Handicapping the NBA Buyout Market
The NBA, in so many ways, is a league that is more interesting off the court than on it. It's not that the games are boring. It's just that the off-court drama is so fascinating and often crazy. Just this past week, for example, we had the trade deadline, and that gave way to the craziness of the all-star draft, and now we are into the bizarreness of the buyout market. Buyouts have been a much bigger deal lately as contenders look to fill out their rosters and address needs in ways they can afford, and players are more empowered to seek their own path than ever. Our job here today is simple - to look at the potential buyout players who could be important for bettors down the stretch this year. Things have gotten off to a good start with Wayne Ellington landing in Detroit, Jeremy Lin reportedly heading towards an incredibly massive upgrade going from Atlanta to Toronto, and Nik Stauskas heading to Cleveland after being traded about a million times last week. But there is lots left that could still happen:
Carmelo Anthony: It didn't work with the Knicks. The Thunder wasn't a fit. It was awful with the Rockets. At this point it is clearly an issue with Melo and his inability to accept a role that doesn't see him as top banana. But some team is going to sign him anyway. And it isn't going to work. It is inevitable as it is doomed. He could wind up with the Lakers, which seems ideal - that's a team that doesn't have any drama around it at all so they could use a veteran who isn't always easy to be around.
Marcin Gortat: Gortat started 43 games for the Clippers this year. So, despite being 34-years-old and of a style that isn't always a fit with the current league, the European will have suitors. He can be useful. He's really tough, and he can screen with the best of them. He doesn't have a lot of range, but he is reliable within his limited range, and he could land with a contender. The Warriors are looking for a center, and Gortat will be in play.
Frank Kaminsky: This is one of those guys that is so confusing. In college he seemed like a future superstar. He was a massive, reasonably athletic guy who can shoot from outside. He seemed like he couldn't miss. And he started out strong. But he has faded badly and hasn't been a big factor in Charlotte lately - and it shouldn't be that tough to be a factor in Charlotte. He'll likely be available, though he won't be as in demand as other bigs because while he can shoot, he doesn't do much else well.
Enes Kanter: Kanter is a guy who was playing with the Knicks and has some game, so he obviously had to go. There are some big issues - he couldn't defend a muppet in a straitjacket, and he's not a passer. But he can rebound, and as a second center for a contender he would bring some things to a table.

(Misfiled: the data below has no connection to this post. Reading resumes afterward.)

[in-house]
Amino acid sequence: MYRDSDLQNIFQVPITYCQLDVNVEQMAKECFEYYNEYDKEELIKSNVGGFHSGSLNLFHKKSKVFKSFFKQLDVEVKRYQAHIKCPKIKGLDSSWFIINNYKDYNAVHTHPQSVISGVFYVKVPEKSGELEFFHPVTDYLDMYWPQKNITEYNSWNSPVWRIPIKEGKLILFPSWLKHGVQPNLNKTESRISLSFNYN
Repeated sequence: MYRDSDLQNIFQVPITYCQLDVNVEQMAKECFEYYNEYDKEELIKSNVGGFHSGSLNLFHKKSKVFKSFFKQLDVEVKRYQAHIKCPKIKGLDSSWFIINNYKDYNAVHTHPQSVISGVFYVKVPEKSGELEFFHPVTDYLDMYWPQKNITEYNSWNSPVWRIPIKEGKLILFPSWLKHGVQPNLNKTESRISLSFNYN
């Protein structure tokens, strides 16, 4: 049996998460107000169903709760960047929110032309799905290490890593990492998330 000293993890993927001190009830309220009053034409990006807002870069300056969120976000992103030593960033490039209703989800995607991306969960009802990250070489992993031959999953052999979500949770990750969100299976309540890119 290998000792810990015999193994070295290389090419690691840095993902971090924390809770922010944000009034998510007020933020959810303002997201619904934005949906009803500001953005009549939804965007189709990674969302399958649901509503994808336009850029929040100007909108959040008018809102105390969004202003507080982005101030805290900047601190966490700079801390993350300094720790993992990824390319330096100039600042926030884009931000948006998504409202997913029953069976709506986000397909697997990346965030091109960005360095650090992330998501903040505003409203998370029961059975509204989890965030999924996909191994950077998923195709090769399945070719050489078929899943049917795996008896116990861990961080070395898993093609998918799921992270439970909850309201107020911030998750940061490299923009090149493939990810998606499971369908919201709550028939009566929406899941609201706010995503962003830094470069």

Robin Lopez: Yet another big man in a market soaked with them this year. Lopez wants out of Chicago - obviously. The Bulls are a mess. But Chicago as of yet hasn't been willing to waive him. He would be in demand because he rebounds well, defends well, and is a solid second choice for a contender. He wants to go to Golden State, and he would fit in Toronto as well.
Markieff Morris: Morris was traded at the deadline and then waived by New Orleans. He must be very relieved to be out of the mess that is the Wizards. I think he could be the gem of the buyout group this year. He's dealing with a neck injury, so his new team will have to be patient. But he can play the four or five, he scores well, and he can be trusted to play big minutes. His versatility will have him in demand. He feels like another guy who would fit in Toronto, and the Lakers reportedly have interest as well.
Greg Monroe: Monroe is only 28-years-old. I honestly don't know how that is possible - it feels like he has been in the league for three decades. He was with Toronto and just couldn't find a role in that roster. The big man has been more useful in other spots lately, though he struggles to find a role anywhere - he joined Toronto this year after playing for three different teams last year. The depth of the big man market works against him, but someone will add him for depth. The arms race that has become the top of the East seems like a good spot, as his knowledge of Toronto could be seen as an asset for a team that could run into them.
Read more articles by Trevor Whenham
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